The realities of HIV spread and concentration across Nigeria are largely representative of the different forms and intersections of oppression and discrimination as they exist within and across the country. The statistics on HIV prevalence across demographics bear evidence to this.
While the national prevalence of HIV in nigeria is at 1.4%, the prevalence and impacts of HIV are much higher in different groups of vulnerable persons that exist at the intersections of different forms of violence and oppression. 25% prevalence rate among Men who have Sex with Men, 16.7% among Sex Workers, 28.8% among Trans people. The prevalence rate amongst women (1.8%) is two times the rate for men (0.9%) and young children aged 0-14 account for more than one-third of all deaths due to AIDS in the country. These show that HIV prevalence is not neutral, rather that it is informed by sexism, homophobia, gender-phobia, ageism, classism, ableism, and the host of other oppressive systems and ideas that are prevalent in Nigeria.
In the light of these realities, it must be said that no initiative directed towards HIV programming and control can be complete if it fails to recognise these systems and the way that they impact HIV outcomes across demographics. To effectively address the problem of HIV in Nigeria, we must address the problems of discrimination and oppression and the ways that they effect inequality in the lives of people and in their health outcomes.
At CHEVS, we acknowledge the centrality of health to enjoying a dignified life worthy of human living. For this reason, improving access to healthcare and the social determinants of health forms a core part of our advocacy strategy. We do this by challenging the ideas and belief systems that allow for discrimination and violence, and impact on the health and welfare of our target communities. Health is a social justice as well as a human rights issue. To address health problems, we have to address human rights and social justice shortcomings wherever they exist in society. The failure to do this impacts on availability, accessibility, affordability, and adaptability of healthcare generally, and on HIV care and intervention efforts specifically.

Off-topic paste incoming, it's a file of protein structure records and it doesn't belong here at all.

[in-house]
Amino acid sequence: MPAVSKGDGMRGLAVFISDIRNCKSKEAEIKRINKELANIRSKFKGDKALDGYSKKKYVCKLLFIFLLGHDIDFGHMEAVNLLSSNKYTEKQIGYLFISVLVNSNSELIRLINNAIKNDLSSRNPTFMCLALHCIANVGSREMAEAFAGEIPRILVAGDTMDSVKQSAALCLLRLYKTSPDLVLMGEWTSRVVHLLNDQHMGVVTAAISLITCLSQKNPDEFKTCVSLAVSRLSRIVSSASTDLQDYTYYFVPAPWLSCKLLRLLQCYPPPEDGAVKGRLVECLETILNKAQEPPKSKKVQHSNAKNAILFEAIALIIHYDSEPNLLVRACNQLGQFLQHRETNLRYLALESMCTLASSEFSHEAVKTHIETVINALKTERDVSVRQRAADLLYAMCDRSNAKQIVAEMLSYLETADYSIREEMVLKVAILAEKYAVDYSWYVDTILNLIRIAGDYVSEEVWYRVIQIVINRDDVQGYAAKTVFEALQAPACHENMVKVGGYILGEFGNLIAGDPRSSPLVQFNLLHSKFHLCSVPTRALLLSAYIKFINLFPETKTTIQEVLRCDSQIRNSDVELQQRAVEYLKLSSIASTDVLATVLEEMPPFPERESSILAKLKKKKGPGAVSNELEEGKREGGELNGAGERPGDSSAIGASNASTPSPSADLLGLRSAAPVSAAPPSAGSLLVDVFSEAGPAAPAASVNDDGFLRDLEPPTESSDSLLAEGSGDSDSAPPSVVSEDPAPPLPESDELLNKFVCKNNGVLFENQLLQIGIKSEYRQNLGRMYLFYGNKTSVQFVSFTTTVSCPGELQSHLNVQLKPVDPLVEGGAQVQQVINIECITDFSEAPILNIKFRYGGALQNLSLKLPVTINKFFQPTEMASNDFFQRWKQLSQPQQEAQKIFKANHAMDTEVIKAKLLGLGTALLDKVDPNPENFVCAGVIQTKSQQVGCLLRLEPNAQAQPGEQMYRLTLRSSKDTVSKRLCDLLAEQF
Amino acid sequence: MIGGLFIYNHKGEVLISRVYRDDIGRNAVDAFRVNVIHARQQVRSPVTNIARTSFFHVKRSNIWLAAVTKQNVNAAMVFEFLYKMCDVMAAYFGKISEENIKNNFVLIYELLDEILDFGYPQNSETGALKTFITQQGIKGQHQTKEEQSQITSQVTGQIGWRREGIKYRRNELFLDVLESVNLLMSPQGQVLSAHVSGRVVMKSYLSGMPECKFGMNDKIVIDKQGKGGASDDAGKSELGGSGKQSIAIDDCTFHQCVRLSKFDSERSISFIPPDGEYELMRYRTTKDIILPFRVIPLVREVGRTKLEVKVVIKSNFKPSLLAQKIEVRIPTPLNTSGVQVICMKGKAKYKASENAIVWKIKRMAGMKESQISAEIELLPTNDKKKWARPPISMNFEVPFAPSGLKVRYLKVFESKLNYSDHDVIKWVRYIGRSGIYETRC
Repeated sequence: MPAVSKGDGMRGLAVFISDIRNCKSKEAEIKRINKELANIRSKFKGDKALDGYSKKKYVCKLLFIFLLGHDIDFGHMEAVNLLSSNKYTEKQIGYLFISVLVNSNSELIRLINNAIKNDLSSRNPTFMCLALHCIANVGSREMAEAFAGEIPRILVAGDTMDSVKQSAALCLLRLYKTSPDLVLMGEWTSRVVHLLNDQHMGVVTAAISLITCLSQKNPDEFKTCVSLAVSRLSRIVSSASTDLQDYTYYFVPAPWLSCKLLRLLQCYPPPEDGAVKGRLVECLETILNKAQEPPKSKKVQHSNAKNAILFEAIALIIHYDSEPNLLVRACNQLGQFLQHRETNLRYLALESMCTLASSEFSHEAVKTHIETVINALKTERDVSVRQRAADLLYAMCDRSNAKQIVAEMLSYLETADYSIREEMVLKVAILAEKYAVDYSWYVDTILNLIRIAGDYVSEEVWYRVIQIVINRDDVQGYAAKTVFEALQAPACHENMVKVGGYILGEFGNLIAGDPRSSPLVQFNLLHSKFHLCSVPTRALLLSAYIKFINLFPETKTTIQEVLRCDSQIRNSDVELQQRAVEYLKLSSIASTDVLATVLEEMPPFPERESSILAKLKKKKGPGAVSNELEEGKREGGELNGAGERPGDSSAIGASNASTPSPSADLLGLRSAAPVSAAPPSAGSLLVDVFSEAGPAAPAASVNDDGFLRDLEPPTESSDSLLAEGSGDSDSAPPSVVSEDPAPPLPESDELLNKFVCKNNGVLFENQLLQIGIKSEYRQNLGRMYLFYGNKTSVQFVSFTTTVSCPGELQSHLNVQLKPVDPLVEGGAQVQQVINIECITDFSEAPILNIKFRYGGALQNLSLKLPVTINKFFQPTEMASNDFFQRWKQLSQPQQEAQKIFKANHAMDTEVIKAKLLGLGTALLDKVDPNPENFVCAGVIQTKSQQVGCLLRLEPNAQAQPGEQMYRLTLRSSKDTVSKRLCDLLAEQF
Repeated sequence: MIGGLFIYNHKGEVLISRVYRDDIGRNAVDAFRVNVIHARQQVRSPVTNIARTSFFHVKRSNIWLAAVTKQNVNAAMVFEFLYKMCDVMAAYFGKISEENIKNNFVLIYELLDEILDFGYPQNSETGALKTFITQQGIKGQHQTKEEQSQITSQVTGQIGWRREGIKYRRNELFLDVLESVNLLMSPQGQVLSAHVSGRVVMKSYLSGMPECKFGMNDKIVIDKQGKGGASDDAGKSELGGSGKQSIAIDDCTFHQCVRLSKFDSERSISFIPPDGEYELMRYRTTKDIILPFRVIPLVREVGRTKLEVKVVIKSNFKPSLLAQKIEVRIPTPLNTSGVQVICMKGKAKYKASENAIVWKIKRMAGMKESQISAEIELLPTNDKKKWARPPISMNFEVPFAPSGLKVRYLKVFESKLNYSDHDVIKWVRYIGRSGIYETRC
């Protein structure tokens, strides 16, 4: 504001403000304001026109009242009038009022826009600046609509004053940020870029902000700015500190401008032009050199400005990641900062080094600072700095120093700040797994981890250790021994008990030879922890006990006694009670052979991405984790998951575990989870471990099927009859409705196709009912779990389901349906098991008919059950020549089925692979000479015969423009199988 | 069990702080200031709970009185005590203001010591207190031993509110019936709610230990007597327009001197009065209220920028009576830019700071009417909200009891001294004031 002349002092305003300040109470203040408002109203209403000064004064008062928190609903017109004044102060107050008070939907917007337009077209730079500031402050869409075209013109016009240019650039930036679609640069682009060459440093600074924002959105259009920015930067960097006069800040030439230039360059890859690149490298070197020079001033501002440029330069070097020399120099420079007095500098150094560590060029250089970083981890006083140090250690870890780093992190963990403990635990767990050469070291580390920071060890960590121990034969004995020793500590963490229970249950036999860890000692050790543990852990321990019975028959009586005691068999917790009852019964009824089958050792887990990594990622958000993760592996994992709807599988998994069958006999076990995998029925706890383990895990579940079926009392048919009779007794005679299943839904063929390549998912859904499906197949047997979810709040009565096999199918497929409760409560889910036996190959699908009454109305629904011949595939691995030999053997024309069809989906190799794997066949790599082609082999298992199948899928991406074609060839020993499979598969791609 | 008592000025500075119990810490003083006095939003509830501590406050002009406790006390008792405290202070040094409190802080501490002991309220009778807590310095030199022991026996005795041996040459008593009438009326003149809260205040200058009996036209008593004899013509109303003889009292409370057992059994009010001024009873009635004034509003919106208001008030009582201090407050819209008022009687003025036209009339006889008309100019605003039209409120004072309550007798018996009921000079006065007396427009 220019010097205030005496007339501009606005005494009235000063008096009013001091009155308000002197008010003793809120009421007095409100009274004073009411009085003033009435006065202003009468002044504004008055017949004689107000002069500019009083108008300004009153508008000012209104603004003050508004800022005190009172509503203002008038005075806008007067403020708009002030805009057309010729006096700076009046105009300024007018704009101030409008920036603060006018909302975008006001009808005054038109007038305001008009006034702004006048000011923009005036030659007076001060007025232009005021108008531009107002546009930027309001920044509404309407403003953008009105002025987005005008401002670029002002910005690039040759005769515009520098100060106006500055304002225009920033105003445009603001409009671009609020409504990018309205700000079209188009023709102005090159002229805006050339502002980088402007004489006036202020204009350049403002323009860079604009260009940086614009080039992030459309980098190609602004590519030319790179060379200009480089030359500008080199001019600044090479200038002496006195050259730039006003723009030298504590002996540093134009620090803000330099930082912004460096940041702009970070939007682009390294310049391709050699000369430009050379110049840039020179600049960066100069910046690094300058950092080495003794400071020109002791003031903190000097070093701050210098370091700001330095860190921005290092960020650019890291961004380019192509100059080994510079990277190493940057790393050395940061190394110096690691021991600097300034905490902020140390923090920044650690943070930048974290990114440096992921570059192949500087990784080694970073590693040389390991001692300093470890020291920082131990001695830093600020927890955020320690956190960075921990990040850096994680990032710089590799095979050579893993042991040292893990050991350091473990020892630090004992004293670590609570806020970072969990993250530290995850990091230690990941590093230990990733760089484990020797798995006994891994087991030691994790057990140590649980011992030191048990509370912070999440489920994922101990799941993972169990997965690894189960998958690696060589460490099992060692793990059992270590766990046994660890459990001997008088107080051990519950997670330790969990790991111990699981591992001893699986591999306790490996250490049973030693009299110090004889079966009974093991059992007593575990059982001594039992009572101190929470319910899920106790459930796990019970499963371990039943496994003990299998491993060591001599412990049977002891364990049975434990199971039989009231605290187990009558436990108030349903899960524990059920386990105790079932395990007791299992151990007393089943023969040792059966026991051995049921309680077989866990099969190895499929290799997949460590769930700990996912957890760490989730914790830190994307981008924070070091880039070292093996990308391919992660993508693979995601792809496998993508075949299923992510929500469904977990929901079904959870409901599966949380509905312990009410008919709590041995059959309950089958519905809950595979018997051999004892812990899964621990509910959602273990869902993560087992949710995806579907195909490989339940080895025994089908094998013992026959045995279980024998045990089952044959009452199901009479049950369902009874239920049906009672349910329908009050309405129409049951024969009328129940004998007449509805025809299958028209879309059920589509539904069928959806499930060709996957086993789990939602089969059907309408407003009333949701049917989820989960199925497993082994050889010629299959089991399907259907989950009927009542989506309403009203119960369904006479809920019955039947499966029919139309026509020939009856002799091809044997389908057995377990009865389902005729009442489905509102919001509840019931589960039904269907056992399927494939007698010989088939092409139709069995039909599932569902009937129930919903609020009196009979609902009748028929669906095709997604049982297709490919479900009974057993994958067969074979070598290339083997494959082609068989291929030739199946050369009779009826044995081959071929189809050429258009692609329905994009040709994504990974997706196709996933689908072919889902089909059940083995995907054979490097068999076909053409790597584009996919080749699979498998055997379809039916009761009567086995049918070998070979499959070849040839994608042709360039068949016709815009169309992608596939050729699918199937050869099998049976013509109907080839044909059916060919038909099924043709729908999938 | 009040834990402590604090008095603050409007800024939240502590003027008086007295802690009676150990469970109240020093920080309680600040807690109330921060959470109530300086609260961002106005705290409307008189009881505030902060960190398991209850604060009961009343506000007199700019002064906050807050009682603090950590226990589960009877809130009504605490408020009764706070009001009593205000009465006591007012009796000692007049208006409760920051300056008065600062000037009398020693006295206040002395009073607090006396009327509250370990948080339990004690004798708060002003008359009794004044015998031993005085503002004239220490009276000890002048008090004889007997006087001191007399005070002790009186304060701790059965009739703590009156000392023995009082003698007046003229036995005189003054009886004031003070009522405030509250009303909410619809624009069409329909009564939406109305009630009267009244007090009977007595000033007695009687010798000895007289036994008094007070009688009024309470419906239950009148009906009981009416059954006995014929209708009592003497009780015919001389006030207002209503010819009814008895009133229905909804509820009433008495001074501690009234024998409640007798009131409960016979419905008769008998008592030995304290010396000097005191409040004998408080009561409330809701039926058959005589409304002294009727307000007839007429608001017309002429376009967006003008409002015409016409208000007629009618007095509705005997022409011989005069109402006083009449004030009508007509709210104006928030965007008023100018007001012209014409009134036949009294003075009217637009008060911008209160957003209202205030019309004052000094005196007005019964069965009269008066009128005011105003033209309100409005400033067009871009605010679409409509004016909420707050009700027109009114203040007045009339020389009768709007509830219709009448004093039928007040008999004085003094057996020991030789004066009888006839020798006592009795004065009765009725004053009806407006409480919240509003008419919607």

In recent years, Nigeria, and indeed, the world has only been able to record unequal success on HIV targets, with failures or shortcomings being focused amongst less developed nations and minority populations. The result of this has been a general failure on meeting HIV targets, more infections, and more AIDS related deaths. In Nigeria, for example, while ART coverage for the general adult population (>15) is 96%, it lies at 31% for children (0-14), 23.7% for sex workers, 26.3% for MSM, 19.5% for transgender persons, and 25% for PWUDs.
The theme for the World AIDS Day 2022, EQUALIZE! aims to draw attention to the inequities and inequalities across societies around the world that hold back progress on HIV and other healthcare problems. CHEVS, in the spirit of this theme, and in recognition of the social realities that we and our right-holder communities live under, also joins her voice to issue a call for concerted efforts by all stakeholders, including government, civil society, business corporations, private organisations and private individuals, to work together to fight against entrenched social systems and institutions that embody and perpetuate inequalities, and to improve HIV response across different areas. We must work to reform and repeal harmful laws and policies, challenge harmful social ideas and beliefs, improve education and information, increase access to HIV healthcare services, eradicate stigma and discrimination, and get communities involved in strategies and processes directed towards addressing problems particular and unique to their experiences and realities.
There is a duty on us all to work for a healthier, more inclusive, and more equal world for ourselves, and for posterity. Let us `EQUALIZE!